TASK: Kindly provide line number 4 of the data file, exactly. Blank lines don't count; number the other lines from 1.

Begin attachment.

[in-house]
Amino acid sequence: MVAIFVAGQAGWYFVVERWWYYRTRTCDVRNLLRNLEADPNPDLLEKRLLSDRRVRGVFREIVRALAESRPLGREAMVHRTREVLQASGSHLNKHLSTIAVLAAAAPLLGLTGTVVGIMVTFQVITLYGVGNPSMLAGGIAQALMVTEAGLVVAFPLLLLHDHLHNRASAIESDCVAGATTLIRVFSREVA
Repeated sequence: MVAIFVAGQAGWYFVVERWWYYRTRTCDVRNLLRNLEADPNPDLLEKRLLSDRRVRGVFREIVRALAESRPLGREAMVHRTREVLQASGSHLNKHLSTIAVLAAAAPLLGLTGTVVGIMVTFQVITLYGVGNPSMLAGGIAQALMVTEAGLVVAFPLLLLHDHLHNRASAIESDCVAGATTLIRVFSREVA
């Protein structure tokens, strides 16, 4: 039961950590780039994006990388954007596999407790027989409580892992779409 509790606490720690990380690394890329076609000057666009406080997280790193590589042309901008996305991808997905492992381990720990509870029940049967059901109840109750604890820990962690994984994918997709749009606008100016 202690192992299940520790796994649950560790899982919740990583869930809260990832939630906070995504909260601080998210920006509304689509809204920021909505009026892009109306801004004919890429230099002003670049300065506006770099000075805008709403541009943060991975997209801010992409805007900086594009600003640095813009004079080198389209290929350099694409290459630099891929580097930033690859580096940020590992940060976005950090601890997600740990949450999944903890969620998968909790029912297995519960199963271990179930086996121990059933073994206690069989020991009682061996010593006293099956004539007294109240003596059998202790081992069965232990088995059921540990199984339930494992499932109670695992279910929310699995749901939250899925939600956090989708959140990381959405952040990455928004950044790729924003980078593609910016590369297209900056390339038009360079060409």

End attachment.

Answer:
């Protein structure tokens, strides 16, 4: 039961950590780039994006990388954007596999407790027989409580892992779409 509790606490720690990380690394890329076609000057666009406080997280790193590589042309901008996305991808997905492992381990720990509870029940049967059901109840109750604890820990962690994984994918997709749009606008100016 202690192992299940520790796994649950560790899982919740990583869930809260990832939630906070995504909260601080998210920006509304689509809204920021909505009026892009109306801004004919890429230099002003670049300065506006770099000075805008709403541009943060991975997209801010992409805007900086594009600003640095813009004079080198389209290929350099694409290459630099891929580097930033690859580096940020590992940060976005950090601890997600740990949450999944903890969620998968909790029912297995519960199963271990179930086996121990059933073994206690069989020991009682061996010593006293099956004539007294109240003596059998202790081992069965232990088995059921540990199984339930494992499932109670695992279910929310699995749901939250899925939600956090989708959140990381959405952040990455928004950044790729924003980078593609910016590369297209900056390339038009360079060409």